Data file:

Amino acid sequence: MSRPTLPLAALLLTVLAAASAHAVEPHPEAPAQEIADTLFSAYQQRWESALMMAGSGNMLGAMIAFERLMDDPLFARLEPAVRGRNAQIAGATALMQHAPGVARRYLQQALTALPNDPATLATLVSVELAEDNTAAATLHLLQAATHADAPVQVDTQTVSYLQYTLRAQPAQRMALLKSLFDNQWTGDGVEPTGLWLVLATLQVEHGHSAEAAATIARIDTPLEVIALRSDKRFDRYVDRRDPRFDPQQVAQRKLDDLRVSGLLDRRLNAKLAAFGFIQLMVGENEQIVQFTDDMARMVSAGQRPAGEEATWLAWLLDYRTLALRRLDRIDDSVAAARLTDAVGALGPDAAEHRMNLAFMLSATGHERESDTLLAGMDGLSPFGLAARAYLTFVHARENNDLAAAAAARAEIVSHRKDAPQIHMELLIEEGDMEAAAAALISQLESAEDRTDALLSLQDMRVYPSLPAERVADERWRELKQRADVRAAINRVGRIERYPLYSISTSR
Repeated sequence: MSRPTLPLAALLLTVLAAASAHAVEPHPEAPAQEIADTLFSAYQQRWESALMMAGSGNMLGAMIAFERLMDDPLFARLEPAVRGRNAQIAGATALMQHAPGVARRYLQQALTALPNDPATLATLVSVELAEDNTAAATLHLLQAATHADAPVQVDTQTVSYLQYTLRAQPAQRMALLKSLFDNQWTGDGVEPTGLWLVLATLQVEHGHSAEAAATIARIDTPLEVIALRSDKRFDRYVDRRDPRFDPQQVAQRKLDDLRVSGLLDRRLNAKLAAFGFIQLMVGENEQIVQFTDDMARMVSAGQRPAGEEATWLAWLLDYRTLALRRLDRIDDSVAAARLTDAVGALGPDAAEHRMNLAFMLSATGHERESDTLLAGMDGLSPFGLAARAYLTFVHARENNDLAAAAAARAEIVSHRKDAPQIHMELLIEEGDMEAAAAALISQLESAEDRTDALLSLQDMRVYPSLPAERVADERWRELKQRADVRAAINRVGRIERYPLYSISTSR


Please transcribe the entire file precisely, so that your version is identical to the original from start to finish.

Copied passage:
Amino acid sequence: MSRPTLPLAALLLTVLAAASAHAVEPHPEAPAQEIADTLFSAYQQRWESALMMAGSGNMLGAMIAFERLMDDPLFARLEPAVRGRNAQIAGATALMQHAPGVARRYLQQALTALPNDPATLATLVSVELAEDNTAAATLHLLQAATHADAPVQVDTQTVSYLQYTLRAQPAQRMALLKSLFDNQWTGDGVEPTGLWLVLATLQVEHGHSAEAAATIARIDTPLEVIALRSDKRFDRYVDRRDPRFDPQQVAQRKLDDLRVSGLLDRRLNAKLAAFGFIQLMVGENEQIVQFTDDMARMVSAGQRPAGEEATWLAWLLDYRTLALRRLDRIDDSVAAARLTDAVGALGPDAAEHRMNLAFMLSATGHERESDTLLAGMDGLSPFGLAARAYLTFVHARENNDLAAAAAARAEIVSHRKDAPQIHMELLIEEGDMEAAAAALISQLESAEDRTDALLSLQDMRVYPSLPAERVADERWRELKQRADVRAAINRVGRIERYPLYSISTSR
Repeated sequence: MSRPTLPLAALLLTVLAAASAHAVEPHPEAPAQEIADTLFSAYQQRWESALMMAGSGNMLGAMIAFERLMDDPLFARLEPAVRGRNAQIAGATALMQHAPGVARRYLQQALTALPNDPATLATLVSVELAEDNTAAATLHLLQAATHADAPVQVDTQTVSYLQYTLRAQPAQRMALLKSLFDNQWTGDGVEPTGLWLVLATLQVEHGHSAEAAATIARIDTPLEVIALRSDKRFDRYVDRRDPRFDPQQVAQRKLDDLRVSGLLDRRLNAKLAAFGFIQLMVGENEQIVQFTDDMARMVSAGQRPAGEEATWLAWLLDYRTLALRRLDRIDDSVAAARLTDAVGALGPDAAEHRMNLAFMLSATGHERESDTLLAGMDGLSPFGLAARAYLTFVHARENNDLAAAAAARAEIVSHRKDAPQIHMELLIEEGDMEAAAAALISQLESAEDRTDALLSLQDMRVYPSLPAERVADERWRELKQRADVRAAINRVGRIERYPLYSISTSR